evidence-based blog of Filippo Dibari

Posts Tagged ‘body composition’

Using Stable Radioactive Isotopes to Manage Child Malnutrition – Interview with Steve Wootton

In Under-nutrition on June 1, 2014 at 9:09 am

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Video Editor: Petr Pavlicek

The Biomedical Research Centre in Nutrition at Southampton General Hospital in the United Kingdom is one of many centres world-wide that cooperate with the IAEA in the field of nutrition studies. Under IAEA programmes, the centre provides training and technical assistance to the Agency’s Member States in the use of stable isotope techniques. Stable isotopes do not emit harmful radiation, so they can be used in people of all ages. They occur naturally in the environment, in our bodies and our food. Nutrition expert, Dr. Steve Wootton, explains how these techniques can be used to help malnourished children.

Neonatal anthropometry: the thin–fat Indian baby. The Pune Maternal Nutrition Study

In Under-nutrition on May 17, 2012 at 9:44 pm

International Journal of Obesity (2003) 27, 173–180. doi:10.1038/sj.ijo.802219

CS Yajnik, CHD Fall, KJ Coyaji, SS Hirve, S Rao, DJP Barker, C Joglekar, and S Kellingray

Abstract

“OBJECTIVE: To examine body size and fat measurements of babies born in rural India and compare them with white Caucasian babies born in an industrialised country.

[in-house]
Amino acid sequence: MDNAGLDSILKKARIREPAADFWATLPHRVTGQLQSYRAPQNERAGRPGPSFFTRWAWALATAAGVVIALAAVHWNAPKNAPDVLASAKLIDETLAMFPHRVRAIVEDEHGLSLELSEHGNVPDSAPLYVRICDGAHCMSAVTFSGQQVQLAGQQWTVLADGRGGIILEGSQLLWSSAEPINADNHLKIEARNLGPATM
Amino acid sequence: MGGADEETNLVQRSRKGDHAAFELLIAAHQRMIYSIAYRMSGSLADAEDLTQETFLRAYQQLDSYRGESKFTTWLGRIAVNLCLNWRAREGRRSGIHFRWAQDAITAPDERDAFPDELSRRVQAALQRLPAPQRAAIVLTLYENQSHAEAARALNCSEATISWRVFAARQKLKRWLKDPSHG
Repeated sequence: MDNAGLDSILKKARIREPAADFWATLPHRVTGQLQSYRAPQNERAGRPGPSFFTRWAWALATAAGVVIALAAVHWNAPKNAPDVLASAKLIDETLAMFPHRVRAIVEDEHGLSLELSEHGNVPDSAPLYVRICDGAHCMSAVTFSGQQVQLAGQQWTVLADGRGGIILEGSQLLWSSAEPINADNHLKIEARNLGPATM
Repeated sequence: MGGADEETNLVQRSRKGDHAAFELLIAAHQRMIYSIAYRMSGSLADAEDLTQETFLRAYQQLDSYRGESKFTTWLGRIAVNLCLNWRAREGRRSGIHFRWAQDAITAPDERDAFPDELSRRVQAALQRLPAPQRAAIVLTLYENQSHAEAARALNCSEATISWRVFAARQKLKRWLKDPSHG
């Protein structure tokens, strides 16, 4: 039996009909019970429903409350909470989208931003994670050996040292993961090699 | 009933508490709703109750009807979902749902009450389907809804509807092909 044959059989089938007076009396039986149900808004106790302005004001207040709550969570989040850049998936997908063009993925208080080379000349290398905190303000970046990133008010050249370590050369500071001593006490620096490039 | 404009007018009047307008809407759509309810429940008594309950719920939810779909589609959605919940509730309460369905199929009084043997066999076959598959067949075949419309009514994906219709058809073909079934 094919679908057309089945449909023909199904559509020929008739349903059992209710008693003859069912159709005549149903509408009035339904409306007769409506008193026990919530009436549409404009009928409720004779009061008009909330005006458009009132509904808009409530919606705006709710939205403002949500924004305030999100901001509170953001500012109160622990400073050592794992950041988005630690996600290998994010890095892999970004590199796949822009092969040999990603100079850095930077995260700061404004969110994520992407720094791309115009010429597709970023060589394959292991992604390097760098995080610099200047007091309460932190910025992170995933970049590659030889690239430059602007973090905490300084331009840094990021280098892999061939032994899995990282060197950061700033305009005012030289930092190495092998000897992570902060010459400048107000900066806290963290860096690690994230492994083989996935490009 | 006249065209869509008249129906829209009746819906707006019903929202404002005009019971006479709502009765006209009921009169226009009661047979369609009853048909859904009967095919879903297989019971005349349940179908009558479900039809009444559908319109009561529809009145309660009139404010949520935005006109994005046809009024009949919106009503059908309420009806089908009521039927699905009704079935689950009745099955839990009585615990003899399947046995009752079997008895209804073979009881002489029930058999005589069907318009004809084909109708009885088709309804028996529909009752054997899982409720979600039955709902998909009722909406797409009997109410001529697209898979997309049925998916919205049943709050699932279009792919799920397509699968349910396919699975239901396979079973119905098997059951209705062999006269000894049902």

“DESIGN: Community-based observational study in rural India, and comparison with data from an earlier study in the UK, measured using similar methods.

“SUBJECTS: A total of 631 term babies born in six rural villages, near the city of Pune, Maharashtra, India, and 338 term babies born in the Princess Anne Hospital, Southampton, UK.

“MEASUREMENTS: Maternal weight and height, and neonatal weight, length, head, mid-upper-arm and abdominal circumferences, subscapular and triceps skinfold thicknesses, and placental weight.

“RESULTS: The Indian mothers were younger, lighter, shorter and had a lower mean body mass index (BMI) (mean age, weight, height and BMI: 21.4 y, 44.6 kg, 1.52 m, and 18.2 kg/m2) than Southampton mothers (26.8 y, 63.6 kg, 1.63 m and 23.4 kg/m2). They gave birth to lighter babies (mean birthweight: 2.7 kg compared with 3.5 kg). Compared to Southampton babies, the Indian babies were small in all body measurements, the smallest being abdominal circumference (s.d. score: 2.38; 95% CI:2.48 to 2.29) and mid-arm circumference (s.d. score: 1.82; 95% CI: 1.89 to 1.75), while the most preserved measurement was the subscapular skinfold thickness (s.d. score: 0.53; 95% CI: 0.61 to 0.46). Skinfolds were relatively preserved in the lightest babies (below the 10th percentile of birthweight) in both populations.

“CONCLUSIONS: Small Indian babies have small abdominal viscera and low muscle mass, but preserve body fat during their intrauterine development. This body composition may persist postnatally and predispose to an insulin-resistant state.”

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